The red wine came across as a fruit-driven New World style immediately. The brightness of the raspberryish fruit, and its ripeness suggested Rhone-style varietals, especially Grenache, from the likes of the Barossa Valley or similar warm-climate growing region. There were Rhone-earth hints, indicating the possibility of other varietals in the mix. I was happy with Grenache only, others saw a GSM type blend. High alcohol was evident, and supple tannins, meant this was a sure bet to be a pleaser for anyone tucking into their steak. There was no indication it was a fragrant, lighter Pinot Noir, nor did it have the concentration, firmness or austerity the Bordeaux varietals provide. If I was to put a vintage on the wine, it would be 2009 from its fruitiness or 2008 because of the garnet hues appearing. The wine was a Seghesio Sonoma County Zinfandel 2009, making us completely wrong, yet so close to being right! (At least that’s how we justified it…) We had all the right characteristics and descriptors, but just didn’t think beyond the square.

There was no wine to accompany the Coffee and chocolate fondant, chocolate crumble and coconut ice-cream. It was a chocolate hit, the coffee more reserved, and quite a textural dessert. Maybe a sweet wine could have lightened it a little, but I noticed every plate was clean…

President and master of ceremonies Digby Paape made the evening flow, and added a quiz to keep all of the diners alert and interacting with their neighbours. A hearty “well-chosen” must be offered to Grae Harrison the Foodmaster for having Hippopotamus as the year’s finale. The members were, to coin a phrase “Happy as a Hippo”. And also “well done Winemaster” to Dean Derwin, for serving some quality and interesting wines with the meal, and keeping the Beefsteak and Burgundy club members guessing.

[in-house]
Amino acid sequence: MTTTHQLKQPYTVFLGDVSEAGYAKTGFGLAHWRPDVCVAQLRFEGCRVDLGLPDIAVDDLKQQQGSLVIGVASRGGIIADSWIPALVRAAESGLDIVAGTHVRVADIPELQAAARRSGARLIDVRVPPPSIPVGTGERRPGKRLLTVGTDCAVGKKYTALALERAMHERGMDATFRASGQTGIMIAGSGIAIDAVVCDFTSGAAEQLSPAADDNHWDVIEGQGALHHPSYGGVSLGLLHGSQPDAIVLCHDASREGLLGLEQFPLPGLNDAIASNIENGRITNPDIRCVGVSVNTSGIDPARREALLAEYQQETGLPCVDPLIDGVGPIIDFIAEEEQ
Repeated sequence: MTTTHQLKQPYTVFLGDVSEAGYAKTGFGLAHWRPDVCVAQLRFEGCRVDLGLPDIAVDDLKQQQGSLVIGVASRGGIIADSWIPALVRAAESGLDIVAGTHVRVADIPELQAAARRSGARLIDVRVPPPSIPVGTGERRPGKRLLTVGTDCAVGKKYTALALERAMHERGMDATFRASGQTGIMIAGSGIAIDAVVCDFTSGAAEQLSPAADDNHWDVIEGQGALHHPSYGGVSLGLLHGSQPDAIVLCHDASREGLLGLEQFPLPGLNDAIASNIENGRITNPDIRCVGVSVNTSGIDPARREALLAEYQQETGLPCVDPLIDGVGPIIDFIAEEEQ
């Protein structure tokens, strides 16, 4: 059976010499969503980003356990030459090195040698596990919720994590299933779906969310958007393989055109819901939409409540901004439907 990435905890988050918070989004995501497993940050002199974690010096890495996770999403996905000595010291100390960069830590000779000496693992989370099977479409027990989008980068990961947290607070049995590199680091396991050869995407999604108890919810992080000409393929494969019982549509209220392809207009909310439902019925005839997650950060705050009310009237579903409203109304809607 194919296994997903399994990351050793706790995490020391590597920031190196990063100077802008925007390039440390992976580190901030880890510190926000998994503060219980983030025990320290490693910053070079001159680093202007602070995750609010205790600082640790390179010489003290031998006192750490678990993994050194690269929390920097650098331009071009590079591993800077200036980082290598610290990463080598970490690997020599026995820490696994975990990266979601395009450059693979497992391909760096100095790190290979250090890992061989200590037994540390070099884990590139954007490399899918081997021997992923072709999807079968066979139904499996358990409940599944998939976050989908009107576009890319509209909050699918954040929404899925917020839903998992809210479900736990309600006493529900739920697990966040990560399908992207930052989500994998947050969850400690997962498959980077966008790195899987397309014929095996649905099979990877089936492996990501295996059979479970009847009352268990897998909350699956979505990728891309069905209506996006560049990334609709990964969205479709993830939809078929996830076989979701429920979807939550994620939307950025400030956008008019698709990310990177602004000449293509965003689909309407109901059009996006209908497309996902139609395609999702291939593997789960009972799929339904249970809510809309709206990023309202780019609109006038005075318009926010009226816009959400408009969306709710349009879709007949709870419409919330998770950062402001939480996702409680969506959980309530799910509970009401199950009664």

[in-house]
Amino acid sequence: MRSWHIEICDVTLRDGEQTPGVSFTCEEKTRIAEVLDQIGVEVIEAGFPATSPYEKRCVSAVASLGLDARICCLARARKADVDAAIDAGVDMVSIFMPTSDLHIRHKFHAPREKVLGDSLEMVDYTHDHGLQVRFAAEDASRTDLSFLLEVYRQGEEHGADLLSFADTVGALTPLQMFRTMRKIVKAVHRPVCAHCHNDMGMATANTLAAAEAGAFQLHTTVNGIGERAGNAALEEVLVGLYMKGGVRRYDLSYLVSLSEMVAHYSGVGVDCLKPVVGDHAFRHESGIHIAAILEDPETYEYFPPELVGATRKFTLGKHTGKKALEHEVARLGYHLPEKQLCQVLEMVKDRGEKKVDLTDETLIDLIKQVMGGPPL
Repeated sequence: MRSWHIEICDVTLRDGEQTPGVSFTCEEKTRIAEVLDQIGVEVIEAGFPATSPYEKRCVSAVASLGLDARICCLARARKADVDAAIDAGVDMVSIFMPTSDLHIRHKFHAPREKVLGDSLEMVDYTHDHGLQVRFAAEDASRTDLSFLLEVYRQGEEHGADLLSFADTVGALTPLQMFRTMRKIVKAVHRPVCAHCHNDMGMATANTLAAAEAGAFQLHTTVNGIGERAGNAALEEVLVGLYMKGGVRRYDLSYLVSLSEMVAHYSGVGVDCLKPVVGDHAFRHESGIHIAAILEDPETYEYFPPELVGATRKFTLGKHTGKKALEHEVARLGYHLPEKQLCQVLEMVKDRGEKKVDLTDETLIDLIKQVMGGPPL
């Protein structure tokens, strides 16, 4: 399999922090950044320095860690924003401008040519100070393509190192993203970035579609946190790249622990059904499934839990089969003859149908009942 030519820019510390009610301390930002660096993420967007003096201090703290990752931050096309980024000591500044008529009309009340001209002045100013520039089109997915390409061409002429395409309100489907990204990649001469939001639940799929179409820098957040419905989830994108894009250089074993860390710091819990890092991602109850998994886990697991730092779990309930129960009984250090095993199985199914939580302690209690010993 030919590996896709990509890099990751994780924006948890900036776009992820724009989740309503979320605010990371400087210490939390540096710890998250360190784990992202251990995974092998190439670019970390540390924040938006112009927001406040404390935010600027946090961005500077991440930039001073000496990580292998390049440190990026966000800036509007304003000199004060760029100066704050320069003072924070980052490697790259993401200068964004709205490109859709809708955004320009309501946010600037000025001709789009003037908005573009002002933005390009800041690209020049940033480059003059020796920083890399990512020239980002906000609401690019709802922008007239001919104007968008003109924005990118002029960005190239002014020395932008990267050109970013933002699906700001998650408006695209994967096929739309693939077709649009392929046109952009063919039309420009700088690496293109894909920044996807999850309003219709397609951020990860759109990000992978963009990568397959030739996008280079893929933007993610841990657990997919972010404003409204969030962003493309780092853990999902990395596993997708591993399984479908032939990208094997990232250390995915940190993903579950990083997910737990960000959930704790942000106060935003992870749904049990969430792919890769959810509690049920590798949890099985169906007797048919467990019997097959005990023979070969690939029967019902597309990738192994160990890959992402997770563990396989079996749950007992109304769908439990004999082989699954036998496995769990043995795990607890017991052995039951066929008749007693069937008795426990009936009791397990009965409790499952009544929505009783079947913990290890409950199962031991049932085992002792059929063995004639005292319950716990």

Hippopotamus, The Museum Hotel, 90 Cable Street, Wellington
The Beefsteak & Burgundy Club
The Beefsteak & Burgundy Club organization was founded in Adelaide in 1954 with the aim of its members sharing knowledge and experiencing great wines and food and fellowship on a regular basis. With over 150 branches around the world in countries as diverse as Brazil, Canada, Denmark, Japan, the U.K. and the U.S.A., it is an international success. In New Zealand there are ten branches, with five located in Wellington. The meetings are run on a semi-formal basis, with officers and committee including a Foodmaster and Winemaster who co-ordinate the meals and wines respectively. The Adelaide parent body oversees administration and maintains a constitution to provide a framework and uniformity, but it is a relaxed and enjoyable time attending the meetings and the occasional international conventions. For more information, go to www.beefsteakandburgundyclub.org.au where you can find out about joining an existing club or forming a new branch.